Callie got through her day with no further mention of Matt, but he wasn't far from her thoughts. It made her irritable, but she tried to keep a lid on it. Her clients and now her kids didn't deserve to have her snappish. She pulled into her driveway and checked carefully for a big dog before she got out of the van. She'd been serious when she'd said she couldn't risk a badly behaved dog around her kids. He'd seemed friendly enough, just not well trained. Add it to the list of things she wasn't willing to chance.
Nothing jumped at her, so she hurried over to collect the boys from Colleen, her neighbor who ran an in-home day care.
"Hi, Callie," Colleen greeted her. "They're all ready for you. I noticed you met our new neighbor this morning."
"Ah. Yeah. Or his dog, rather," she said, plucking the kids' backpacks from their hooks.
Colleen made a little humming noise in her throat. "Mmm. If I wasn't married "
Callie laughed. "But you are," she teased. She paused a second. "His name's Matt Bowden. He was a friend of Jason's."
The teasing look fell from Colleen's face. "Oh, Callie. I'm sorry."
She shook her head. "It's okay, really. I didn't know him that well. He's army. Or he was. I don't know if he's in anymore." She paused another second. Would he have moved into a house so far from an army base if he was still in? It didn't seem likely. "He and Jason were childhood friends." The words gave her a little pang. Did Jason's parents know he'd moved back? They hadn't said anything to her, and it seemed they'd have mentioned something about it. Since he and Jason had been such good friends.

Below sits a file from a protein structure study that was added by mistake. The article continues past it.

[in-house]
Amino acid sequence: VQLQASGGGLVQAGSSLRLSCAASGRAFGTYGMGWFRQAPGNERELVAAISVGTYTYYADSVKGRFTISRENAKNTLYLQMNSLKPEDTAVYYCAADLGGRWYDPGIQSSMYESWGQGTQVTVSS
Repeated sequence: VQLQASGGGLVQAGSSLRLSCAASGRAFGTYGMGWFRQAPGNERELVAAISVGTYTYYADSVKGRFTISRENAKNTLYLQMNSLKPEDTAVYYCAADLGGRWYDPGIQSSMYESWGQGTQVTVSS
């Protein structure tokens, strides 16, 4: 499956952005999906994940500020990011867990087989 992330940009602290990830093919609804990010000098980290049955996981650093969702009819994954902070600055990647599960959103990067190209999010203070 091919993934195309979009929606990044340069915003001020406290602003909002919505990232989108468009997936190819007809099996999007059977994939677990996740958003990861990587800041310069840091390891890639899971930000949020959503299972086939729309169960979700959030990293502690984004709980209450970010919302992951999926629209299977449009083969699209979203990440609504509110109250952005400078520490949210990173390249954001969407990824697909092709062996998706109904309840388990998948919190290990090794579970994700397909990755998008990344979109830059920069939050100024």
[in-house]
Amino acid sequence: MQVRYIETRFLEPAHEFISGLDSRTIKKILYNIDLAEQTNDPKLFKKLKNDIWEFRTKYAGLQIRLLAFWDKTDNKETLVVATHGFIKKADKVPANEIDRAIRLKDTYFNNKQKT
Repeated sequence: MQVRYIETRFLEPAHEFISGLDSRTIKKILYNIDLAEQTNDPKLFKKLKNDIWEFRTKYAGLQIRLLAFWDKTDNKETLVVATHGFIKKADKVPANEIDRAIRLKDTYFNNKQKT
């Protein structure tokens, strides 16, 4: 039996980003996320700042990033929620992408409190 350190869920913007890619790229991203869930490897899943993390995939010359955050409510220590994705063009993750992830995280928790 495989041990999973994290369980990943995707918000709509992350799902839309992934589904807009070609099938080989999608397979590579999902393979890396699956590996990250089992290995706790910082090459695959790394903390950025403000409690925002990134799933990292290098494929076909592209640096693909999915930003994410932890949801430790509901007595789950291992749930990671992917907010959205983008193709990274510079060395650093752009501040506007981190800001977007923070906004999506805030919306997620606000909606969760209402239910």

"Are you going to be okay with that? With him?"
She gave Colleen a little smile. "I doubt I'll see him that much. But either way, it will be fine."
As long as he kept that dog of his under control. Otherwise, she had no intention of interacting with him beyond basic pleasantries and neighborliness. She could handle that. The kids didn't need to know him as their dad's friend.
Both boys burst into the foyer and greeted her with hugs, and the discussion of Matt was dropped.
In fact, she didn't think of him—much—during the predinner chaos at her own house. The promise of spring was in the air, enough so that she left the front door open, even though the glass was still up over the screen door. So when she looked out into the living room and saw her two little brown-haired boys clustered in front of the door, she frowned and went to see what they were looking at.